Maintaining Copper Homeostasis - Molecular Studies on Bacterial Copper Transporters

Persistent Link:
http://hdl.handle.net/10150/205232
Title:
Maintaining Copper Homeostasis - Molecular Studies on Bacterial Copper Transporters
Author:
Kim, Eun-Hae
Issue Date:
2011
Publisher:
The University of Arizona.
Rights:
Copyright © is held by the author. Digital access to this material is made possible by the University Libraries, University of Arizona. Further transmission, reproduction or presentation (such as public display or performance) of protected items is prohibited except with permission of the author.
Embargo:
Embargo: Release after 11/18/2013
Abstract:
Bacteria have evolved sophisticated cellular transport mechanisms to maintain metal homeostasis to not only utilize metals as important cofactors but also to evade the toxicity of these ions. The delicate balance is maintained by several homeostatic mechanisms that range from active cytoplasmic export, modification, sequestration, and periplasmic detoxification of toxic metals to the extracellular milieu. One mechanism involves active periplasmic extrusion of toxic substrates via a transmembrane spanning tripartite protein complex. The mechanism of substrate binding and subsequent efflux has yet to be elucidated. However, genetic, comparative genomic, biochemical, and functional analyses of the components of the heavy-metal efflux family have allowed the development of proposed models for a substrate transport pathway. The goals of this research were to identify the roles these systems play and to further characterize these systems on a molecular level to ultimately understand the mechanism of substrate transport. Elucidating a transport pathway in metal transporters allows for the development of a revised working model, which ultimately can have implications for antimicrobial drug development.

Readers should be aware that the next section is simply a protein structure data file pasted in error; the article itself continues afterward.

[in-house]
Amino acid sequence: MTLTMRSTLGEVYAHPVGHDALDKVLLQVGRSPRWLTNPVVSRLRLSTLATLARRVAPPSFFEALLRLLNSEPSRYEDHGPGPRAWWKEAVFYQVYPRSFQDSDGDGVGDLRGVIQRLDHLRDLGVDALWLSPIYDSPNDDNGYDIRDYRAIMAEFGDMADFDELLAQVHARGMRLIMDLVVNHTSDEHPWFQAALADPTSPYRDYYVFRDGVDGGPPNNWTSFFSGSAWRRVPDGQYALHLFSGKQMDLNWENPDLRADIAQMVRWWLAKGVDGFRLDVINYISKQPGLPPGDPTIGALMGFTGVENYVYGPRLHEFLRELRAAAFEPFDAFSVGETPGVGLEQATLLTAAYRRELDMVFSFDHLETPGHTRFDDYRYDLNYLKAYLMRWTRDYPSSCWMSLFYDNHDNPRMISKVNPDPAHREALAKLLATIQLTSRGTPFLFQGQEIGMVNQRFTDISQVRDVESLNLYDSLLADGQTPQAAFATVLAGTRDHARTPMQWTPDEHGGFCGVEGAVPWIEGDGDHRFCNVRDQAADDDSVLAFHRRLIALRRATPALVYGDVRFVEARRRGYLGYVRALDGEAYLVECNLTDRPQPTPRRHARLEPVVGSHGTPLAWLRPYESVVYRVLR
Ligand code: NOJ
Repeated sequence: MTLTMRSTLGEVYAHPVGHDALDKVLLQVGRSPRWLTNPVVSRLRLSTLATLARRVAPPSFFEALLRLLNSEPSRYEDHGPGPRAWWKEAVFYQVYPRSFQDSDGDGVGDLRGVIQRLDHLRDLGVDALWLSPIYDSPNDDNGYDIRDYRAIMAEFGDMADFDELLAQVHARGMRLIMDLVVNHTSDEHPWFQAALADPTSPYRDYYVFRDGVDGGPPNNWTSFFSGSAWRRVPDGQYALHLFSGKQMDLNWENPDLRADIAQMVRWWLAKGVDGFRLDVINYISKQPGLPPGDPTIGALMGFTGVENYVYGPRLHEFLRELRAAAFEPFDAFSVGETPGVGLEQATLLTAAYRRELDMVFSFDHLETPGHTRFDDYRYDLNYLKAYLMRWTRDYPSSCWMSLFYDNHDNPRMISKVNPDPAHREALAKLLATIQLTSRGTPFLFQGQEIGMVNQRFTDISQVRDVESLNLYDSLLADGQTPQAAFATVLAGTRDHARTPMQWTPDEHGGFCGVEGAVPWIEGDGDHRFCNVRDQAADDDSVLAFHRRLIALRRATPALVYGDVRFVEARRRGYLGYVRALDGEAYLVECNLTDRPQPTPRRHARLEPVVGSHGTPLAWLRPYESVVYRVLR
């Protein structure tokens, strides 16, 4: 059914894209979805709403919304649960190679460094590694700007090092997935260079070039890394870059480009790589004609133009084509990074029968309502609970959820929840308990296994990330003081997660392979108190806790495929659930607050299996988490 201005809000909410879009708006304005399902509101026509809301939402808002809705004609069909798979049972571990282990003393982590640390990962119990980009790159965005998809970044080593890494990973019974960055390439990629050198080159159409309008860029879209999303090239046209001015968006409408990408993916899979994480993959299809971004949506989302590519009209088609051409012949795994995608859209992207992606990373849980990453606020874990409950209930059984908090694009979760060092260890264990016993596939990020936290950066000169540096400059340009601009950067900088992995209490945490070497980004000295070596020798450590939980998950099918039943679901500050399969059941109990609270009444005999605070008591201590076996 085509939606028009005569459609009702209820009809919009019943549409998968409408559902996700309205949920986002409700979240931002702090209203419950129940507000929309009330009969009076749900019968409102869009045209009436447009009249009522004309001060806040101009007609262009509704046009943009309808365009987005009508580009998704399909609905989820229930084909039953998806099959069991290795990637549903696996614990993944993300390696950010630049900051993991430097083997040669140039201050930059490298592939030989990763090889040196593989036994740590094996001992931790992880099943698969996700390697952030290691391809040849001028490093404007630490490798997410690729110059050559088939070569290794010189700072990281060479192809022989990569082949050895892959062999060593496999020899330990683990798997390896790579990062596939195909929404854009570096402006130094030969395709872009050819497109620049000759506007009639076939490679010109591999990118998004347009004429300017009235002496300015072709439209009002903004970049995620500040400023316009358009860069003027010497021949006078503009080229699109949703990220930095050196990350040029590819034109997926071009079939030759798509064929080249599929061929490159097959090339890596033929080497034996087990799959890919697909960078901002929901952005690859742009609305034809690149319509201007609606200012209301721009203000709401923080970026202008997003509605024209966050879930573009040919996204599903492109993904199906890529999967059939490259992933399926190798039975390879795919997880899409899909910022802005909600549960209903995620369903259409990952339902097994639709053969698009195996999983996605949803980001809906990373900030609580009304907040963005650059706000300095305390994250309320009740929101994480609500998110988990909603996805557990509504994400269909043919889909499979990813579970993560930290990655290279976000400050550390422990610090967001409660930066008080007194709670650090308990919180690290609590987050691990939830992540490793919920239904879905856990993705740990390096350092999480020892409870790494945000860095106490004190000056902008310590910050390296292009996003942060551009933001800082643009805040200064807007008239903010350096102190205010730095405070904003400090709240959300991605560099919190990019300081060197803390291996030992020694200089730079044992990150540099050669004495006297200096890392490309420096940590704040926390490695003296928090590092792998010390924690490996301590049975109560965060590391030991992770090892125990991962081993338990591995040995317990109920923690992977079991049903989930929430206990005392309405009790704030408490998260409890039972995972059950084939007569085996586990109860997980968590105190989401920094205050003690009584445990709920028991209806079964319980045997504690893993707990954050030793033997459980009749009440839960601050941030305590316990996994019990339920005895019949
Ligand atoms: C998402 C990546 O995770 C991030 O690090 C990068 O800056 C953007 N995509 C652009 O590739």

Type:
text; Electronic Dissertation
Keywords:
HME; metal; RND; transporters; Soil, Water & Environmental Science; copper; efflux
Degree Name:
Ph.D.
Degree Level:
doctoral
Degree Program:
Graduate College; Soil, Water & Environmental Science
Degree Grantor:
University of Arizona
Advisor:
McEvoy, Megan M.

Full metadata record

DC FieldValue Language
dc.language.isoenen_US
dc.titleMaintaining Copper Homeostasis - Molecular Studies on Bacterial Copper Transportersen_US
dc.creatorKim, Eun-Haeen_US
dc.contributor.authorKim, Eun-Haeen_US
dc.date.issued2011-
dc.publisherThe University of Arizona.en_US
dc.rightsCopyright © is held by the author. Digital access to this material is made possible by the University Libraries, University of Arizona. Further transmission, reproduction or presentation (such as public display or performance) of protected items is prohibited except with permission of the author.en_US
dc.description.releaseEmbargo: Release after 11/18/2013en_US
dc.description.abstractBacteria have evolved sophisticated cellular transport mechanisms to maintain metal homeostasis to not only utilize metals as important cofactors but also to evade the toxicity of these ions. The delicate balance is maintained by several homeostatic mechanisms that range from active cytoplasmic export, modification, sequestration, and periplasmic detoxification of toxic metals to the extracellular milieu. One mechanism involves active periplasmic extrusion of toxic substrates via a transmembrane spanning tripartite protein complex. The mechanism of substrate binding and subsequent efflux has yet to be elucidated. However, genetic, comparative genomic, biochemical, and functional analyses of the components of the heavy-metal efflux family have allowed the development of proposed models for a substrate transport pathway. The goals of this research were to identify the roles these systems play and to further characterize these systems on a molecular level to ultimately understand the mechanism of substrate transport. Elucidating a transport pathway in metal transporters allows for the development of a revised working model, which ultimately can have implications for antimicrobial drug development.en_US
dc.typetexten_US
dc.typeElectronic Dissertationen_US
dc.subjectHMEen_US
dc.subjectmetalen_US
dc.subjectRNDen_US
dc.subjecttransportersen_US
dc.subjectSoil, Water & Environmental Scienceen_US
dc.subjectcopperen_US
dc.subjecteffluxen_US
thesis.degree.namePh.D.en_US
thesis.degree.leveldoctoralen_US
thesis.degree.disciplineGraduate Collegeen_US
thesis.degree.disciplineSoil, Water & Environmental Scienceen_US
thesis.degree.grantorUniversity of Arizonaen_US
dc.contributor.advisorMcEvoy, Megan M.en_US
dc.contributor.committeememberGerba, Charlesen_US
dc.contributor.committeememberSo, Magdaleneen_US
dc.contributor.committeememberMcEvoy, Megan M.en_US
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